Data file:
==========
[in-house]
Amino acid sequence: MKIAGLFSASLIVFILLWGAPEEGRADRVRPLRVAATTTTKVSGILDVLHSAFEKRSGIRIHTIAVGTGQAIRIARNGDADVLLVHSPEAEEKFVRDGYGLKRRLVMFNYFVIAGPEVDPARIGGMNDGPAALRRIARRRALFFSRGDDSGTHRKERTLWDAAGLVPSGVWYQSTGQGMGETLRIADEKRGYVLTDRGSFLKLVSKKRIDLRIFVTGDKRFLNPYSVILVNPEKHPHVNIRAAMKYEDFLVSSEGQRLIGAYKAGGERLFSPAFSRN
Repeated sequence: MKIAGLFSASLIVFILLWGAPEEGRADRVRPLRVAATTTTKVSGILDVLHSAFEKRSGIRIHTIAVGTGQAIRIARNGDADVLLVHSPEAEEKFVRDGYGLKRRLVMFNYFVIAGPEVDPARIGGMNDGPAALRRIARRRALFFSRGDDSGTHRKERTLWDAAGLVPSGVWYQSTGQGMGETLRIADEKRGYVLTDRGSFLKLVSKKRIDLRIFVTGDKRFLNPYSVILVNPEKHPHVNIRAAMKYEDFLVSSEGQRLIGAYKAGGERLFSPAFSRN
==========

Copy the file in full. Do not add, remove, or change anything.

[in-house]
Amino acid sequence: MKIAGLFSASLIVFILLWGAPEEGRADRVRPLRVAATTTTKVSGILDVLHSAFEKRSGIRIHTIAVGTGQAIRIARNGDADVLLVHSPEAEEKFVRDGYGLKRRLVMFNYFVIAGPEVDPARIGGMNDGPAALRRIARRRALFFSRGDDSGTHRKERTLWDAAGLVPSGVWYQSTGQGMGETLRIADEKRGYVLTDRGSFLKLVSKKRIDLRIFVTGDKRFLNPYSVILVNPEKHPHVNIRAAMKYEDFLVSSEGQRLIGAYKAGGERLFSPAFSRN
Repeated sequence: MKIAGLFSASLIVFILLWGAPEEGRADRVRPLRVAATTTTKVSGILDVLHSAFEKRSGIRIHTIAVGTGQAIRIARNGDADVLLVHSPEAEEKFVRDGYGLKRRLVMFNYFVIAGPEVDPARIGGMNDGPAALRRIARRRALFFSRGDDSGTHRKERTLWDAAGLVPSGVWYQSTGQGMGETLRIADEKRGYVLTDRGSFLKLVSKKRIDLRIFVTGDKRFLNPYSVILVNPEKHPHVNIRAAMKYEDFLVSSEGQRLIGAYKAGGERLFSPAFSRN